Some of my photos do not quite do it justice, but you’ll get the general idea:-
Here we have the 1915 Gin & Tonic, a Spatini and a Manhattan:-
We went on to enjoy Cocktails in Union Square where he made us bespoke gin-based cocktails, with Creme de Violet amongst other things. Next time I will write all the ingredients down:-
At the Polo Bar we had an array of delicious cocktails, including a Crimson Royale and a Moscow Mule:-
The Year of The Cock
So it is the year of the Rooster – also known as a Cockerel, or Cock. Basically a male chicken. The term Rooster originates from the USA. “We say Cock, you say Rooster”. The term “cock” is also used generally to refer to a male of other species of bird, for example the “Cock sparrow,” or to the human male genitalia.
Briefly a review of what it means to be surrounded by Cocks in the Chinese Astrology notes I have:-
They strut, they preen, the crow, they like women to notice them and they want to control women. Very egocentric and pre-occupied with their own needs. Completely indifferent to the state of mind of others.
Remind you of anyone?
Principal Qualities: Honest, frank, obliging and courageous
Principal Defects: Vain, thoughtless, preoccupied with his appearance
Best Role: Military hero or comic figure
Money: Very extravagant, he cannot resist temptation
Cannot live without: Seducing. Admiring looks from others are a drug to him, even though he might not admit it
Hates: Any attempt to probe his private being or expose his motives. In short, any attempt to lift his feathers to look underneath.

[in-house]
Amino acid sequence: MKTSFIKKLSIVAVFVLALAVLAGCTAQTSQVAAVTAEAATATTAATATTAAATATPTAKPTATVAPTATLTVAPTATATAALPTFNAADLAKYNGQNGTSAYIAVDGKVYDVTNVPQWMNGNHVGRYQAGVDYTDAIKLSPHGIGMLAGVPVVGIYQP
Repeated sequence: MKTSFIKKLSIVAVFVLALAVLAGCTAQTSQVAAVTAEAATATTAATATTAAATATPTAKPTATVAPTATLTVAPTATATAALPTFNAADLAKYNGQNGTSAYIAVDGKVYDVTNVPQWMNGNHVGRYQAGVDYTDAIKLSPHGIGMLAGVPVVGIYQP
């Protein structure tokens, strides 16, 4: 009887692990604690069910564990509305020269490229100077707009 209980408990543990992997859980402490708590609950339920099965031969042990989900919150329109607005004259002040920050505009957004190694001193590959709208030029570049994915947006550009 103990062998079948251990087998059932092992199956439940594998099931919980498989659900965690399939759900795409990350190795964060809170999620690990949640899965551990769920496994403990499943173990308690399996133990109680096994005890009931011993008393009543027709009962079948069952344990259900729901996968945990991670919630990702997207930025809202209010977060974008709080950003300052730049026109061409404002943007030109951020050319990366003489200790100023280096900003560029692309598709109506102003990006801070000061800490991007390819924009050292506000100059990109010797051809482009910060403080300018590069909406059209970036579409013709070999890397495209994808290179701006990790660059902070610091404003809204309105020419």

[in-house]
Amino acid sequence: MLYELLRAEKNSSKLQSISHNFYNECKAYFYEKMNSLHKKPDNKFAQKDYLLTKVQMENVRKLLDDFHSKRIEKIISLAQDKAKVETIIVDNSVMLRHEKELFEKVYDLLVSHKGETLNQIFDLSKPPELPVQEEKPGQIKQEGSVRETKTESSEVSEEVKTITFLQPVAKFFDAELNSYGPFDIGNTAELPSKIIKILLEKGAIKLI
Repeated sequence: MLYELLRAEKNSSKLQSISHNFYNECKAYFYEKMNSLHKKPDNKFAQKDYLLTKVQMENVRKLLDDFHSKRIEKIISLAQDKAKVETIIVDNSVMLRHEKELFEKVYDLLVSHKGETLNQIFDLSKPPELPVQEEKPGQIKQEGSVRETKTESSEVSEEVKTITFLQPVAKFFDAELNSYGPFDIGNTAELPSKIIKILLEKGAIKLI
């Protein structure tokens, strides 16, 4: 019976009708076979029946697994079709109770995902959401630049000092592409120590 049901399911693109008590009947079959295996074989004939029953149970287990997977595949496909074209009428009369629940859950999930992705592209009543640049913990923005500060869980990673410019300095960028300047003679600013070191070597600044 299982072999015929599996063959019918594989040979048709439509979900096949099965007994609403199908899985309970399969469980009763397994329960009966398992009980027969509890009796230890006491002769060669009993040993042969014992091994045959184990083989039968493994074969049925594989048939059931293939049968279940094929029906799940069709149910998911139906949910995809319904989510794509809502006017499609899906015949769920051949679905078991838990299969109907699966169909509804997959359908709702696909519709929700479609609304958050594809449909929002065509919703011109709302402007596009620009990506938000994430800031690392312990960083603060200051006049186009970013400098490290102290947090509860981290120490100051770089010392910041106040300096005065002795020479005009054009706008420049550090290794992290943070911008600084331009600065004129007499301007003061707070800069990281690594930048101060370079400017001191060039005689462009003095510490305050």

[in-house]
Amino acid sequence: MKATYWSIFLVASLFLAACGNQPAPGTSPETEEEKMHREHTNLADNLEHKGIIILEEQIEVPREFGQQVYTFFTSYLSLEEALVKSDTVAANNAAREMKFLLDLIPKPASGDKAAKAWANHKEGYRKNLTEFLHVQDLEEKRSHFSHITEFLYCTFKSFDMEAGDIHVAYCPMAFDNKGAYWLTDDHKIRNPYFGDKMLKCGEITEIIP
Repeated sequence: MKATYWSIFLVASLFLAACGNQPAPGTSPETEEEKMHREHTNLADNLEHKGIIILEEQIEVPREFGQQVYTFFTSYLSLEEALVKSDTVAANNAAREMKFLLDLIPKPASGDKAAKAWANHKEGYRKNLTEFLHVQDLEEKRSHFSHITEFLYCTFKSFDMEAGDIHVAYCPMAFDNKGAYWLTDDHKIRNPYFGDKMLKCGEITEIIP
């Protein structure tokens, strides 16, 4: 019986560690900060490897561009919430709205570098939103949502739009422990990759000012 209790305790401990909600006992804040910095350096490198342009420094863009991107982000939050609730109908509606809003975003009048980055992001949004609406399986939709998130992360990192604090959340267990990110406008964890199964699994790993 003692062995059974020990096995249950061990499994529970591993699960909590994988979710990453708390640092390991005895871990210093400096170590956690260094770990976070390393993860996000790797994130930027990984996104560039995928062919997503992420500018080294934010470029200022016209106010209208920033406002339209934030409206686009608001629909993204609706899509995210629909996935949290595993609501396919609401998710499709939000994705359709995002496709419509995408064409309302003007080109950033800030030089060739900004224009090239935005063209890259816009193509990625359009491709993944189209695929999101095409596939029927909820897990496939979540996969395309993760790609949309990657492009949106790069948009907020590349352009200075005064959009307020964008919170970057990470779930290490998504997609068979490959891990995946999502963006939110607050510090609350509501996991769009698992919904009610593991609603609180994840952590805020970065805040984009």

The Year of the Cocktail
The logic behind my suggestion will become apparent once you understand how the word came to fruition:-
There is a lack of clarity on the origins of cocktails but The Oxford English Dictionary cites the word as originating in the U.S in 1803 and originally came from “Cock + Tail”. During Prohibition in the United States (1919–1933), when alcoholic beverages were illegal, cocktails were still consumed illegally in establishments known as speakeasies. There was a shift from whiskey to gin, which does not require ageing and is therefore easier to produce illicitly. Honey, fruit juices and other flavourings served to mask the foul taste of the inferior liquors. Sweet cocktails were easier to drink quickly, an important consideration when the establishment might be raided at any moment.
So “cocktail” (originally US, also early 19th century) is perhaps analogous, from the idea of an adulterated spirit.
It originally referred to the docking of the tails of horses that were not thoroughbred … They were called cocktailed horses, later simply cocktails. By extension, the word cocktail was also applied to a vulgar, ill-bred person raised above his station, assuming the position of a gentleman but deficient in gentlemanly breeding. … well, how interesting and relevant.